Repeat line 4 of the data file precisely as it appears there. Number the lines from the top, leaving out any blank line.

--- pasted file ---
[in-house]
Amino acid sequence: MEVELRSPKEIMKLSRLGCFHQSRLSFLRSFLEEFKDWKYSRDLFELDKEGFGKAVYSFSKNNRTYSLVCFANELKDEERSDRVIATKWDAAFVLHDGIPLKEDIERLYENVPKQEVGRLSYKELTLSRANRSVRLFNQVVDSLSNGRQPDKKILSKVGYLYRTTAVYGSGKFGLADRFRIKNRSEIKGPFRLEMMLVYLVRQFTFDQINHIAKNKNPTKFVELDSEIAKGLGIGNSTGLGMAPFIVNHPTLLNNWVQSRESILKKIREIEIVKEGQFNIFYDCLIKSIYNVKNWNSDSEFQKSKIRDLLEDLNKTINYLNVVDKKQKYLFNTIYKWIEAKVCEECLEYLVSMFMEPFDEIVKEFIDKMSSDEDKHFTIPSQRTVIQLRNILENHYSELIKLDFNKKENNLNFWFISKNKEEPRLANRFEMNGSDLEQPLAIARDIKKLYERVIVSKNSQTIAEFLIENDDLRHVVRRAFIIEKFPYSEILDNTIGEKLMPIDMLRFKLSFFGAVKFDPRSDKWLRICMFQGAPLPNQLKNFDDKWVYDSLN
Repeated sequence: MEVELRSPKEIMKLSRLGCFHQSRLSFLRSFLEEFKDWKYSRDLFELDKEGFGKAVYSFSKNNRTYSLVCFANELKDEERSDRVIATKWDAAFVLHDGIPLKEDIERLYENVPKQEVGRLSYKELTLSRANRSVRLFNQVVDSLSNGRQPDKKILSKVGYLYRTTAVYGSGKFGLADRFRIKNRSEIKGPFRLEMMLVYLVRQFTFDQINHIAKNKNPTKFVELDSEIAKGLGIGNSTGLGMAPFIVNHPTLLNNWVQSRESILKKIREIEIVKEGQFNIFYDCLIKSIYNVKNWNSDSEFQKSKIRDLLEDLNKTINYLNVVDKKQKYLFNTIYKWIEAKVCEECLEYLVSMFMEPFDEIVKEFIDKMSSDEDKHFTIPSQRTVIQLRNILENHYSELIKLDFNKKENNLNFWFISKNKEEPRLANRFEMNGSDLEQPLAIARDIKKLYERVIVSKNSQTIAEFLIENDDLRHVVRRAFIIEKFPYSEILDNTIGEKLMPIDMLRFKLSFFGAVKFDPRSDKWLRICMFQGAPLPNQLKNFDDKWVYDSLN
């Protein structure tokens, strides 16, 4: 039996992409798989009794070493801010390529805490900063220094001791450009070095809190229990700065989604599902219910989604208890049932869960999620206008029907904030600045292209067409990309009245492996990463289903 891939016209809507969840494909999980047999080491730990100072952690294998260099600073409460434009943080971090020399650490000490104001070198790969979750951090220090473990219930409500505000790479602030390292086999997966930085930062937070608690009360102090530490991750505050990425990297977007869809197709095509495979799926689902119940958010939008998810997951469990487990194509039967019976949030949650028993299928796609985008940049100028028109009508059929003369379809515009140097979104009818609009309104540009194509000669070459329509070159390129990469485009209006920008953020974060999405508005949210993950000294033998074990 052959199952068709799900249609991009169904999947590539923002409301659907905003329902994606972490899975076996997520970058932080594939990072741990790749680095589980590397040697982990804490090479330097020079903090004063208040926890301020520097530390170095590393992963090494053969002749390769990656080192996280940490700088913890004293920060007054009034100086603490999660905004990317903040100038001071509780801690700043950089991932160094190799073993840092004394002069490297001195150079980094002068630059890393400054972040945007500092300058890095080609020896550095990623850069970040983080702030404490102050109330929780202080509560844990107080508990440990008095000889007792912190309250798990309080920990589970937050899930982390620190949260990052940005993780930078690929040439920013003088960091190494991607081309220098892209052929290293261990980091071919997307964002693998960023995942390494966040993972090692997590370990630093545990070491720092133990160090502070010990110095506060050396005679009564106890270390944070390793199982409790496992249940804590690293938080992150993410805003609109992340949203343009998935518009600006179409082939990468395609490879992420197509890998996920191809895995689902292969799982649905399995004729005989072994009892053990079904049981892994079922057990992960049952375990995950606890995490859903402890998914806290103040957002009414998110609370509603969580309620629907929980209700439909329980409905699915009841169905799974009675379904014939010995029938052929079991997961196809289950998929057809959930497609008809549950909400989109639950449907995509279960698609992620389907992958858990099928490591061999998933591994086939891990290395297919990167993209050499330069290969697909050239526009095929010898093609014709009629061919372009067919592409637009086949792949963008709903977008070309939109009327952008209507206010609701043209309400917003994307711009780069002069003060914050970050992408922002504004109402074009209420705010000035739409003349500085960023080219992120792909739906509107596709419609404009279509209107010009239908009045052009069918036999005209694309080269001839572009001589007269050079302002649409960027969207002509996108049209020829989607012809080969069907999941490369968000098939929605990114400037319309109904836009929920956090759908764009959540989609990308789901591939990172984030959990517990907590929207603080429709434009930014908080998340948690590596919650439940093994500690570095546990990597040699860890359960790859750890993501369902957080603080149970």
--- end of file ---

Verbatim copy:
């Protein structure tokens, strides 16, 4: 039996992409798989009794070493801010390529805490900063220094001791450009070095809190229990700065989604599902219910989604208890049932869960999620206008029907904030600045292209067409990309009245492996990463289903 891939016209809507969840494909999980047999080491730990100072952690294998260099600073409460434009943080971090020399650490000490104001070198790969979750951090220090473990219930409500505000790479602030390292086999997966930085930062937070608690009360102090530490991750505050990425990297977007869809197709095509495979799926689902119940958010939008998810997951469990487990194509039967019976949030949650028993299928796609985008940049100028028109009508059929003369379809515009140097979104009818609009309104540009194509000669070459329509070159390129990469485009209006920008953020974060999405508005949210993950000294033998074990 052959199952068709799900249609991009169904999947590539923002409301659907905003329902994606972490899975076996997520970058932080594939990072741990790749680095589980590397040697982990804490090479330097020079903090004063208040926890301020520097530390170095590393992963090494053969002749390769990656080192996280940490700088913890004293920060007054009034100086603490999660905004990317903040100038001071509780801690700043950089991932160094190799073993840092004394002069490297001195150079980094002068630059890393400054972040945007500092300058890095080609020896550095990623850069970040983080702030404490102050109330929780202080509560844990107080508990440990008095000889007792912190309250798990309080920990589970937050899930982390620190949260990052940005993780930078690929040439920013003088960091190494991607081309220098892209052929290293261990980091071919997307964002693998960023995942390494966040993972090692997590370990630093545990070491720092133990160090502070010990110095506060050396005679009564106890270390944070390793199982409790496992249940804590690293938080992150993410805003609109992340949203343009998935518009600006179409082939990468395609490879992420197509890998996920191809895995689902292969799982649905399995004729005989072994009892053990079904049981892994079922057990992960049952375990995950606890995490859903402890998914806290103040957002009414998110609370509603969580309620629907929980209700439909329980409905699915009841169905799974009675379904014939010995029938052929079991997961196809289950998929057809959930497609008809549950909400989109639950449907995509279960698609992620389907992958858990099928490591061999998933591994086939891990290395297919990167993209050499330069290969697909050239526009095929010898093609014709009629061919372009067919592409637009086949792949963008709903977008070309939109009327952008209507206010609701043209309400917003994307711009780069002069003060914050970050992408922002504004109402074009209420705010000035739409003349500085960023080219992120792909739906509107596709419609404009279509209107010009239908009045052009069918036999005209694309080269001839572009001589007269050079302002649409960027969207002509996108049209020829989607012809080969069907999941490369968000098939929605990114400037319309109904836009929920956090759908764009959540989609990308789901591939990172984030959990517990907590929207603080429709434009930014908080998340948690590596919650439940093994500690570095546990990597040699860890359960790859750890993501369902957080603080149970």